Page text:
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Getting a quote from a moving company

This really is where Julia can show the strength of her giphy game by providing the appropriate “throwing money out of the window” memes.

Seriously, though, both of us, especially Philipp as a former production manager, normally have a pretty good gut feeling how much a certain service will cost, from bulk garbage disposal to vet bills. But in this case, oh my god, have we been off the mark!

And as one can imagine with this intro, we did not widely underestimate moving costs. Moving to Finland definitely is expensive enough to warrant colorful language.

We live in a three room apartment (what Brits would call “two bedroom”). And since a lot of our furniture is a rather mediocre mix and match from before we moved in together, we won’t even take all of it with us.

The process of getting a quote is the same no matter whether you take all or none of your furniture: You can either use a self-service tool on a moving companies’ website and spend an evening putting in a ridiculously detailed list of all your belongings. Or you can make an appointment with a person from the moving company, who will visit your home to give you a quote. That's what we did.

These people have seen their fair share of apartments, knowing not only every single IKEA thing we own, but also every other piece of brand-name furniture by name and with exact dimensions by heart. As cogs turn in their head and numbers are added to each other, meters of books or LPs are smoothly translated into amounts of boxes, as are drawers of clothes.

And then they sit down with you and suddenly you learn that even though your belongings are not that much by volume, they are still enough weight to overload a small truck since they only can load about 2.5 tons legally. So you need a full-size truck. For 1500 kilometers. In each direction. On toll roads.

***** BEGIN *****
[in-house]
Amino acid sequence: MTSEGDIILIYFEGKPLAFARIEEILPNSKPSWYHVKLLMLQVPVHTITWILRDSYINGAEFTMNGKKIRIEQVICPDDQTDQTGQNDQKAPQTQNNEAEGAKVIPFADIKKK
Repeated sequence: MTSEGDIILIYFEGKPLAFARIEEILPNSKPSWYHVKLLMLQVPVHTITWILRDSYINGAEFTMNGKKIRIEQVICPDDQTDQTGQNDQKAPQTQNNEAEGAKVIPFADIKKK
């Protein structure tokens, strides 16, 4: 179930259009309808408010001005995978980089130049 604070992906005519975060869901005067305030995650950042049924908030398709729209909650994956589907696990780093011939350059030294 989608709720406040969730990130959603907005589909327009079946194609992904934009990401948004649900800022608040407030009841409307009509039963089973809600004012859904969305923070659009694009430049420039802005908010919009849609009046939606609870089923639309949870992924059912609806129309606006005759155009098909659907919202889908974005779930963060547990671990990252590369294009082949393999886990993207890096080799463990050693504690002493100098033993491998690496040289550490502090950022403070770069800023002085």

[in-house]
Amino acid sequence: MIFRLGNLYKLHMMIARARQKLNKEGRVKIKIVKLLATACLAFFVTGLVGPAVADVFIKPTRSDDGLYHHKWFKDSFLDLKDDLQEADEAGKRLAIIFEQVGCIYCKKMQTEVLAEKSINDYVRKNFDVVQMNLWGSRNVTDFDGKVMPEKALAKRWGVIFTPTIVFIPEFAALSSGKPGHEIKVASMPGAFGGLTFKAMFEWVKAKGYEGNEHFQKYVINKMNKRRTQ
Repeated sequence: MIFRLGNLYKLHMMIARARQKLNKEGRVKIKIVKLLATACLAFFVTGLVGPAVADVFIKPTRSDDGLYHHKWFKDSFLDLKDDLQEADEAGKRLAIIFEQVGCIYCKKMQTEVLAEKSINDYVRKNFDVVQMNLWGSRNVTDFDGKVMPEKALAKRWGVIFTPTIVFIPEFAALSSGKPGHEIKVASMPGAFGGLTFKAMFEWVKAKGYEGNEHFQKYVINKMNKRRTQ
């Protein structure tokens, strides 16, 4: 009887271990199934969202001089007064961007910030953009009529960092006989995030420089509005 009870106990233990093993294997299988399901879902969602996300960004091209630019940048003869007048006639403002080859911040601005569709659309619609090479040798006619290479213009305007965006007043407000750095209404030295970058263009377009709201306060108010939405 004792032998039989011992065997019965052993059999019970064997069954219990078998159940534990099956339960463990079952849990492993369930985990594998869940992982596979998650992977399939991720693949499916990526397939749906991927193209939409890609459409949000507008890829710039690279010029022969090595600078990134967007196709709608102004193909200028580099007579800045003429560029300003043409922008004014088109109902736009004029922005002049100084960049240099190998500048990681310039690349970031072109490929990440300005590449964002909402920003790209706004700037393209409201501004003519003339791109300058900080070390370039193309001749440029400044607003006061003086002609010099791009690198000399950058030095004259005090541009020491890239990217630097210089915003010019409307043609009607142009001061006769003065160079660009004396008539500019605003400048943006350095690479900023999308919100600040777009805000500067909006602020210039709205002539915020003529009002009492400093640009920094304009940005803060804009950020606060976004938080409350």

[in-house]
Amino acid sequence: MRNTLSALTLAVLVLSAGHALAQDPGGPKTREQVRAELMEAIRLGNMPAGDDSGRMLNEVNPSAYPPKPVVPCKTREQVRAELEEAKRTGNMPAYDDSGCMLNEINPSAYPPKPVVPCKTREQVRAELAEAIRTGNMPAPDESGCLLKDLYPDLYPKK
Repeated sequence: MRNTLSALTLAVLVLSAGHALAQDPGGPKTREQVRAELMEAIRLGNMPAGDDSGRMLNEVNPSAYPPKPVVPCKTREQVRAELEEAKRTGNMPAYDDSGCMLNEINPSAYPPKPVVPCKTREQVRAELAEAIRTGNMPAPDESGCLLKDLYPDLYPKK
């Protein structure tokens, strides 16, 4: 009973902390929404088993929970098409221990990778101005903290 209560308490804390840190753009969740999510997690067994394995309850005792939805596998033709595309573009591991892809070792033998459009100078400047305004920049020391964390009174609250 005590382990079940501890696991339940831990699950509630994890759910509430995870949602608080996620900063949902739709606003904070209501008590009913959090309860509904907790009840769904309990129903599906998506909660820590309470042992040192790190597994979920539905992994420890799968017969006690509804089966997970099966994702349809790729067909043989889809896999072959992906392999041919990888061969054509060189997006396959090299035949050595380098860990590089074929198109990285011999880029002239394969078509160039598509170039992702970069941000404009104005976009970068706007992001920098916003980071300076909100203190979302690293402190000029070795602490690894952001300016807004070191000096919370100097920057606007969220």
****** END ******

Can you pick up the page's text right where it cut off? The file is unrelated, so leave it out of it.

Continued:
Adding ferry cost. And the harsh reality of a team of two drivers being booked for the job full-time for a whole week, needing their wage and food expenses paid. Then, with you having the sinking feeling of not moving clearly being the more budget-coscious option, they leave and tell you that the cost estimate will be e-mailed to you the next business day.

So, we were prepared for a hefty cost estimate. But not for the 8.500 Euros that actually showed up in our inbox. Being a project management veteran and knowing to never accept a cost estimate without haggling, Philipp called the moving company and tried to get a thousand Euros off the bill at least. All the company gave in to was in tune of 250 Euros.

Luckily, economies of scale played into our hands in the end. European moving behemoth Zapf Umzüge is located in Berlin. And with the downside of “our” move not taking three days, but one and a half weeks of transportation time, they have enough customers moving to the Nordics to fill up said full size truck with the belongings of several people at the same time. This means transportation cost is split between several parties, leading to a cheaper move for us (and probably higher profit margins for Zapf).

So, after some haggling (did we mention the importance of haggling yet?) we ended up with an offer that did not have a “7” as the first digit. Barely.

Tl;dr - The question on how to get a quote from a moving company is answered thus: Get a person with insane guesstimation skills from the company to look at all your stuff. And be prepared to pay a lot more than you thought.

But also keep in mind what an enormous amount of work it would be to do all the moving with friends or on your own, and that truck rental, fuel, toll, or ferry costs will be hefty as well for a private party. So in the end, at least for us, the cost-benefit calculation was clearly in favor of paying a company.


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